South­west For­ag­ing by John Slat­tery

Pasatiempo - - PASATIEMPO -

Gather thee cacti: South­west For­ag­ing If you think that all night­shades — other than toma­toes, pep­pers, pota­toes, and egg­plant — are poi­sonous, it isn’t true. The berries of black night­shade make a “su­perbly de­li­cious” pie, says John Slat­tery in South­west For­ag­ing: 117 Wild and Fla­vor­ful Edibles from Bar­rel Cactus to Wild Oregano (Tim­ber Press). If you’re a fan of Euell Gibbons’ clas­sic Stalk­ing the Wild As­para­gus (first pub­lished in 1962), you’ll love this book’s 326 pages and hun­dreds of color pho­tos.

Take mal­low — a “weed” that grows just about ev­ery­where. Slat­tery in­vites us to use the young leaves in a salad, stir-fry, or soup — but ju­di­ciously, be­cause they’re “slightly rough when raw or a bit slimy (for some) if used in ex­cess in a cooked dish,” some­what like its “cousin,” okra. You can also purée and boil the young roots, use the plant for gumbo, meringue pies, and thicker sauces. Mal­low is also known as cheese­weed be­cause the seed cap­sules look like lit­tle wheels of cheese; these have a nutty fla­vor and can be eaten as a trail snack, or taken home and cooked. Mal­low tea is a gen­tle treat­ment for sore throat or cough. The plant likes dis­turbed soil, in­clud­ing along road­sides — and the au­thor ad­vises “avoid­ing ar­eas prone to toxic ac­cu­mu­la­tions,” such as spray or runoff tox­ins, where you are think­ing of col­lect­ing.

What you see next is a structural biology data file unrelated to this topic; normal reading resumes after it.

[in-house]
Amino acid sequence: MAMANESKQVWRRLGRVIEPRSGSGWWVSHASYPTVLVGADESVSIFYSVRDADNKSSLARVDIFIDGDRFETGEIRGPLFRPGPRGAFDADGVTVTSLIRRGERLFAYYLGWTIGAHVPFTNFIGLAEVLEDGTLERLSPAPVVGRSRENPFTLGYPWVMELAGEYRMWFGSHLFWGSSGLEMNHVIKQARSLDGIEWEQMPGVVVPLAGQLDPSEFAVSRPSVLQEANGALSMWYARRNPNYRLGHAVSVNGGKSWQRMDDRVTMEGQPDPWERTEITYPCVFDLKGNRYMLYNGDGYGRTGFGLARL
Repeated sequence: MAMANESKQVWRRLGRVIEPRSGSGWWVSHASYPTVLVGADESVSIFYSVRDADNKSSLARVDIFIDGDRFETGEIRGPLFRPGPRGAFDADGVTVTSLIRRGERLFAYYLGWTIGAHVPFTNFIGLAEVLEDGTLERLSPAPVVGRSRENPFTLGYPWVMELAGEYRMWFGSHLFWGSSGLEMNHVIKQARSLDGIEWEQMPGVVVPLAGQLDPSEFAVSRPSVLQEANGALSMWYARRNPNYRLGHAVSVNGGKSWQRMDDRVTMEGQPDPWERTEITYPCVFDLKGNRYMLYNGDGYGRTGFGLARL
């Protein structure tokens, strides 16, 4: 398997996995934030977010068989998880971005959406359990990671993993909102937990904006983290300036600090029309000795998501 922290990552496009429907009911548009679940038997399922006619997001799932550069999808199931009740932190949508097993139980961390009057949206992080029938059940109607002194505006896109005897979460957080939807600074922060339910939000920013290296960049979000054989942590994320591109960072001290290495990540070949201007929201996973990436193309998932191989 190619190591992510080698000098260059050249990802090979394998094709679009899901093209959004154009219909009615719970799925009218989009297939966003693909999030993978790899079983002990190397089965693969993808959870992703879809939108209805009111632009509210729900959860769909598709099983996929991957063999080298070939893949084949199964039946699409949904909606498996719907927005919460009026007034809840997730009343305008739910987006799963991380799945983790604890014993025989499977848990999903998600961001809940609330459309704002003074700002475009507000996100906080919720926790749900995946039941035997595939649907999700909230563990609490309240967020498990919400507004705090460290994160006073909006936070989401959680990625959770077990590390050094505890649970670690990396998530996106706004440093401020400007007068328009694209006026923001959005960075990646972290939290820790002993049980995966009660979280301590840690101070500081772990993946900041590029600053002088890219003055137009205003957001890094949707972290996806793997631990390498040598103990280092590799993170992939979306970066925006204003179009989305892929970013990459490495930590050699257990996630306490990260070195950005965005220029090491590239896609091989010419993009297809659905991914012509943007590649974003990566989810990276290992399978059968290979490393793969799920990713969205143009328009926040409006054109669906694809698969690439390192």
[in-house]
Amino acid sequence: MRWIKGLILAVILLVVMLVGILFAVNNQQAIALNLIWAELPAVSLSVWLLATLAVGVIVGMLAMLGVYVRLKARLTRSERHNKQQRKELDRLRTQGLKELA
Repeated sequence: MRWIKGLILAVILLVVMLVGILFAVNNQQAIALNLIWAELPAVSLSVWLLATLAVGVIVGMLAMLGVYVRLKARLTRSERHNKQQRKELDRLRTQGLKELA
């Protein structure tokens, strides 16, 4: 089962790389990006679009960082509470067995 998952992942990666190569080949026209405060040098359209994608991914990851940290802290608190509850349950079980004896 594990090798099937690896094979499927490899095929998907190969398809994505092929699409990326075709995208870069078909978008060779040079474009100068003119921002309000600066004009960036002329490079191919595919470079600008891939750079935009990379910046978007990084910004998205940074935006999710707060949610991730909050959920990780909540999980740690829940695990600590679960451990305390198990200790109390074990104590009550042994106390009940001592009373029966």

The fo­cus of South­west For­ag­ing is on food plants — there is noth­ing here about osha and other strictly medic­i­nal herbs — but health­ful at­tributes for many species are noted. The berries of man­zanita, for ex­am­ple, make a good jelly, while the leaves can be used to make an as­trin­gent medicine for the uri­nary tract.

Slat­tery is the founder of Desert Tor­toise Botan­i­cals and the Sono­ran Her­bal­ist Ap­pren­tice­ship Pro­gram in Tuc­son. His new book is strong on the proper iden­ti­fi­ca­tion of the plants, and he cau­tions read­ers to col­lect sus­tain­ably.

— Paul Wei­de­man

Newspapers in English

Newspapers from USA

© PressReader. All rights reserved.